Holy Desires (Part Two)

Psalm 1:1-3

Blessed is the one who does not walk in step with the wicked or stand in the way that sinners take or sit in the company of mockers, but whose delight is in the law of the Lord, and who meditates on his law day and night. That person is like a tree planted by streams of water, which yields its fruit in season and whose leaf does not wither—whatever they do prospers (NIV).

Since the Lord desires our joy, he urges us to turn from every path that would ruin us. The Lord tells us that the happy person does not delight in close companionship with people that he describes as wickedsinnersmockers. People so described do not manifest love for God or godly people in their attitudes, words, and actions. They must be avoided as close friends, because close friends become our “counselors”. They advise us not only by their words, but also by their way of life that they want us to share with them.

The psalmist sings of the importance of the mind. The struggle for our lives begins with our minds. Let’s think a little about how our minds get “tied” up in things. Our minds meditate on various thoughts of differing degrees of truth and value. A running back for the Eagles needs to know the offensive playbook thoroughly; it would be a waste of time for me to learn it, if I could. No one needs to know how to tell a lie, because we all are supposed to tell the truth. However, everyone should know how to be right with God through faith in Jesus Christ. From our thoughts, we form ideas—about God, ourselves, morals, etc., which control our viewpoints on life. Out of our ideas come our feelings or emotions, whether love, fear, joy, hope, etc. Our ideas and emotions join to determine the decisions we make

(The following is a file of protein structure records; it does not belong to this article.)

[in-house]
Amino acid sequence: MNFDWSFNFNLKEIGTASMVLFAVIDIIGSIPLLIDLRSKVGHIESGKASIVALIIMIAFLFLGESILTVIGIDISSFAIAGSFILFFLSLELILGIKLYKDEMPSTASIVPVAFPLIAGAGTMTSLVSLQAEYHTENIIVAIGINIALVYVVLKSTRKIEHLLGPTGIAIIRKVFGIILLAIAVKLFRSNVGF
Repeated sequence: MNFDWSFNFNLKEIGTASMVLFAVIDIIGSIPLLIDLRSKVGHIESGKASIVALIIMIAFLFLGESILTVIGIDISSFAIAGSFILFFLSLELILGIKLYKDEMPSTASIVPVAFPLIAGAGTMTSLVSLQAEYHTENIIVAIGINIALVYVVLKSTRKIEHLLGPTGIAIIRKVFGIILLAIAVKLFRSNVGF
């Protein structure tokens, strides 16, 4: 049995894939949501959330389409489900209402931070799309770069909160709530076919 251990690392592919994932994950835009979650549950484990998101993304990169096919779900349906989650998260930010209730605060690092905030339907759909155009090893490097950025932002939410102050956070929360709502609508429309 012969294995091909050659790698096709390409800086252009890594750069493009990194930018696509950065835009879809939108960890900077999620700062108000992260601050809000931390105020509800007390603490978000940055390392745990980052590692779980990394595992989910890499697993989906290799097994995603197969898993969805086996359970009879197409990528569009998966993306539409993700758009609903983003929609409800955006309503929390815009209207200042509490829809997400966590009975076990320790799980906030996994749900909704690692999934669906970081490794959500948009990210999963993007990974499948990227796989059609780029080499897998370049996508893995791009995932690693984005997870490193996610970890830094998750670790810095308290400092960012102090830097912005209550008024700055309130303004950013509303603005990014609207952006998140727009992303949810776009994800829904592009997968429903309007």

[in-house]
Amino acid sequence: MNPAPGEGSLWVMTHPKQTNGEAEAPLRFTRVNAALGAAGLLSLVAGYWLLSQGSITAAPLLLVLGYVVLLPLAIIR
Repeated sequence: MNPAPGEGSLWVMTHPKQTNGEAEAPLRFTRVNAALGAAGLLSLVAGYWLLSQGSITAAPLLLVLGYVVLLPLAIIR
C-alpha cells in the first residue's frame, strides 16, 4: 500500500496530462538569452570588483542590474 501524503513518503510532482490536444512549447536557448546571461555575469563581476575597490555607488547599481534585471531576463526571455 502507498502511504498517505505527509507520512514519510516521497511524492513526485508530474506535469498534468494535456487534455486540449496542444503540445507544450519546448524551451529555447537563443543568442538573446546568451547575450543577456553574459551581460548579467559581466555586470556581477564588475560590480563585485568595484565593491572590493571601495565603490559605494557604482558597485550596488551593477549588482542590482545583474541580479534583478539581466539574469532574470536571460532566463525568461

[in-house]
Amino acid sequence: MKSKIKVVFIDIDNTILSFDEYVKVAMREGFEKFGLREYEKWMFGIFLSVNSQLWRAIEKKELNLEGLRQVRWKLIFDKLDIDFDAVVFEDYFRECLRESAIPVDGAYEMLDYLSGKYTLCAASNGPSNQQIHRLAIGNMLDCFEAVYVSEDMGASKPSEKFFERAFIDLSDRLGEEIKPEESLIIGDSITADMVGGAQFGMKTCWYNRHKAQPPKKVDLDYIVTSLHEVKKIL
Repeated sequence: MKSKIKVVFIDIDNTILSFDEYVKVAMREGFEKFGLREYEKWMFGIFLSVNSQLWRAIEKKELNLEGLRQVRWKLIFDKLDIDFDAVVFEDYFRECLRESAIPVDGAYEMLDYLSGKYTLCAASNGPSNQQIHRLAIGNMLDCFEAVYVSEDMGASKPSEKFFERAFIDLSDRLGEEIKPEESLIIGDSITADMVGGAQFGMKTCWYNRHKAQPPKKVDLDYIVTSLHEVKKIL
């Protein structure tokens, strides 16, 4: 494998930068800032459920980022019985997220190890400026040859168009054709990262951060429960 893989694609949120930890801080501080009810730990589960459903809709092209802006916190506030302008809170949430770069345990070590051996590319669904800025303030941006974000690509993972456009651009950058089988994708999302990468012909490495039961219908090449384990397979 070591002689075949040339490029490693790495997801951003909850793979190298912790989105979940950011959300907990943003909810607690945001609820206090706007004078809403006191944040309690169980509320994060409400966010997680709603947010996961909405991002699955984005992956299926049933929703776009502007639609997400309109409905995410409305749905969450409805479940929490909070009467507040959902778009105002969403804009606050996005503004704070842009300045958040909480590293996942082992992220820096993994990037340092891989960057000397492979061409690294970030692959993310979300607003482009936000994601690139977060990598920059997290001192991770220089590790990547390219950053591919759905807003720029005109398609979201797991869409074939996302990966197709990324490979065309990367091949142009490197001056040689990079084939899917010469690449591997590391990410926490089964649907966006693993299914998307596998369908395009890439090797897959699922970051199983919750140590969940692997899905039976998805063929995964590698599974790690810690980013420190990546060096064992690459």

Everyone is giving and taking advice from others through various channels, such as friendship, books, movies, magazines, TV and radio talk shows, web pages, blogs, social media, schools, churches, and so on. Have you ever mistakenly said to someone, “I’d like to lose a few pounds.” What do you instantly hear—a ton of advice about diets and exercise, especially if that person has actually been successful about losing some weight! Giving advice is okay. Christians are called to be counselors. I myself am convinced, my brothers and sisters, that you yourselves are full of goodness, filled with knowledge and competent to instruct one another (Romans 15:14). However, be sure that the advice you give is true and workable.

The Lord warns us about evil counsel. Sinful advice will affect your life in three ways. First, it will provide you wrong ideas to think about (“counsel of the ungodly”). Second, it will shape your behavior (“the way of sinners”). And third, it will change whom you feel you belong to (“seat of mockers”). Your attitude toward people will change. Where you drop your anchor is where your boat is going to end up.

To consider this a slightly different way, the psalmist paints of a picture of what happens to a person. If you listen to ungodly advice, you will shift to an ungodly lifestyle, which will result in attitudes that are far from God. A mocker is a person farthest from the point of having a change of mind (repentance). Do not be misled: Bad company corrupts good character (1 Corinthians 15:33 NIV).

Grace and peace, David

Holy Desires (Part One)

Psalm 1:1-3

Blessed is the one who does not walk in step with the wicked or stand in the way that sinners take or sit in the company of mockers, but whose delight is in the law of the Lord, and who meditates on his law day and night. That person is like a tree planted by streams of water, which yields its fruit in season and whose leaf does not wither—whatever they do prospers (NIV).